Doctor's Review: Medicine on the Move

October 26, 2021


Bookmark and Share

How to hike grizzly country

A common sense guide to enjoying nature's wild places

I read Hiking grizzly country – or not (September 2014, page 50) with great interest. It was sent to me by a physician friend asking me what I thought of the article. Why? I am the author of several books related to the topic and I have had my share of bear encounters.

My first reaction was not to comment at all since it’s about an aborted hike and an imagined bear encounter that never actually happened; also I preferred not to second-guess someone else’s decision not to hike alone. However, the next day as I was solo-hiking in the mountains, I reflected on the article and I felt that there were aspects worth addressing.

The topic was especially relevant as I was walking in a place where, just over a year earlier, I had chanced upon a grizzly while leading a group of hikers on an exploratory off-trail route. And there was a powerful second reason. Directly across the Rocky Mountain Trench from where we were climbing, a friend had died in 1998 after encountering a grizzly bear that was defending a moose carcass — generally the most dangerous of all bear encounters and something I’d written about in my book, The Mountain Knows No Expert.


I’ll start by saying that hiking alone in the backcountry is not recommended. A minimum of three hikers allows one to remain with a disabled person while another goes for help. The Rocky Mountain National Parks recommend groups of four or more staying in close proximity of each other in certain high-use grizzly areas. In the article, the author says he was prepared to hike in a group of two before his guide cancelled out. Bear attack statistics suggest that two may be the least safe number. There are plenty of cases where two people have been attacked resulting in injury or death. Two people seem to offer little more deterrent than someone alone and might be perceived as more of a threat to a surprised grizzly bear.

If a person is knowledgeable about, and comfortable with, hiking alone, he or she will likely have a safe and satisfying outdoor experience without significant added risk. But if something does happen — even a simple mishap like an ankle sprain — the solo hiker is in a more precarious position than with a group. A detailed itinerary left with a trusted contact and/or carrying one of the many satellite communications devices now available can mitigate this risk. In short, a decision to hike alone is not cut and dried, which was the point of the story as the author agonized over his options after his guide cancelled.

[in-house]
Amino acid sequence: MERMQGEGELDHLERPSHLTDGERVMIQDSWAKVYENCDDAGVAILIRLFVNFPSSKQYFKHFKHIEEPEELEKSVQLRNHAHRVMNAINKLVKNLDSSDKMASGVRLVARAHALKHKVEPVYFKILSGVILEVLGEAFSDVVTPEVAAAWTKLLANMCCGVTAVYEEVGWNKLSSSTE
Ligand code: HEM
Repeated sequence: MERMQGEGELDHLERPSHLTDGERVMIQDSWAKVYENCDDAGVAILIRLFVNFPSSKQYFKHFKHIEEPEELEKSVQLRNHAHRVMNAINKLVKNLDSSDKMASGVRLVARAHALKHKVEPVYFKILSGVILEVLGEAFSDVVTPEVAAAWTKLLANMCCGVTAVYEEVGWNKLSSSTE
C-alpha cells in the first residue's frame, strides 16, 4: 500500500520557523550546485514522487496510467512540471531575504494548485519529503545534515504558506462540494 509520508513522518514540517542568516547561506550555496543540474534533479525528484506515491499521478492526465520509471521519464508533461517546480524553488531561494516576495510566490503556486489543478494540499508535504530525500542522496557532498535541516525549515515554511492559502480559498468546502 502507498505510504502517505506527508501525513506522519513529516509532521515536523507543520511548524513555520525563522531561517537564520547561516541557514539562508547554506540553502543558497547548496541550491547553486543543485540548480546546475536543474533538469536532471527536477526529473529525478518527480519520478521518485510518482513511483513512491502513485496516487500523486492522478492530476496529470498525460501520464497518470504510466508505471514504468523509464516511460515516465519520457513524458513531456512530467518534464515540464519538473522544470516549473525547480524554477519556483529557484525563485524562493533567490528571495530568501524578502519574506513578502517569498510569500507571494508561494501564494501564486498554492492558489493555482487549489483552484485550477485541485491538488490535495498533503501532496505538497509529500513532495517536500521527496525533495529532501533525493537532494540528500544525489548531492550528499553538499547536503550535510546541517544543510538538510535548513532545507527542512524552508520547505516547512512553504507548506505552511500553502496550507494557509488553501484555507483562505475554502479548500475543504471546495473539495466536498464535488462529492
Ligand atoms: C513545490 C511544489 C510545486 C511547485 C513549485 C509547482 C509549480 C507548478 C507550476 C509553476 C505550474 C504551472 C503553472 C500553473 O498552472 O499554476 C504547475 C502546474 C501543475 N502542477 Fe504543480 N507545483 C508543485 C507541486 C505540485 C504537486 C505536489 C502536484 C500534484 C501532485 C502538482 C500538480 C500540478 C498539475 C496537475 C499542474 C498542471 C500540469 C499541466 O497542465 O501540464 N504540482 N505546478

In the article he also downplayed the value of carrying bear spray, whereas it has been demonstrated to have good efficacy in deterring grizzly bears. For its slight weight and cost, it is a “must have” in grizzly country, although I will concede from personal experience that it can seem quite insignificant when faced with a surprised grizzly that is pirouetting and pounding the ground in a powerful display of upset. That particular situation seemed to hang on a hair trigger and could have gone either way, but fortunately the right neurons fired and the bear took off in another direction. And that is the way it usually plays out in direct grizzly encounters, as well as in the more numerous occasions when we unwittingly walk past a bear that stays quietly out of sight.


As the author explains, it’s not always possible to find willing companions when you want to go on a hike. But in deciding whether to go alone, consider the benefits of walking and reconnecting with the natural world versus the risks that we run in everyday life on the highways and with sedentary lifestyles. The choice, for me, is easy: unless there is a known problem that should be avoided, I would choose to go, but equip myself with knowledge about outdoor safety and the habits of wildlife I am likely to encounter there.

Mike Nash is the author of Outdoor Safety & Survival and Exploring Prince George: A Guide to North Central BC Outdoors both published by Rocky Mountain Books; and The Mountain Knows No Expert, published by Dundurn.

This article was accurate when it was published. Please confirm rates and details directly with the companies in question.


Post a comment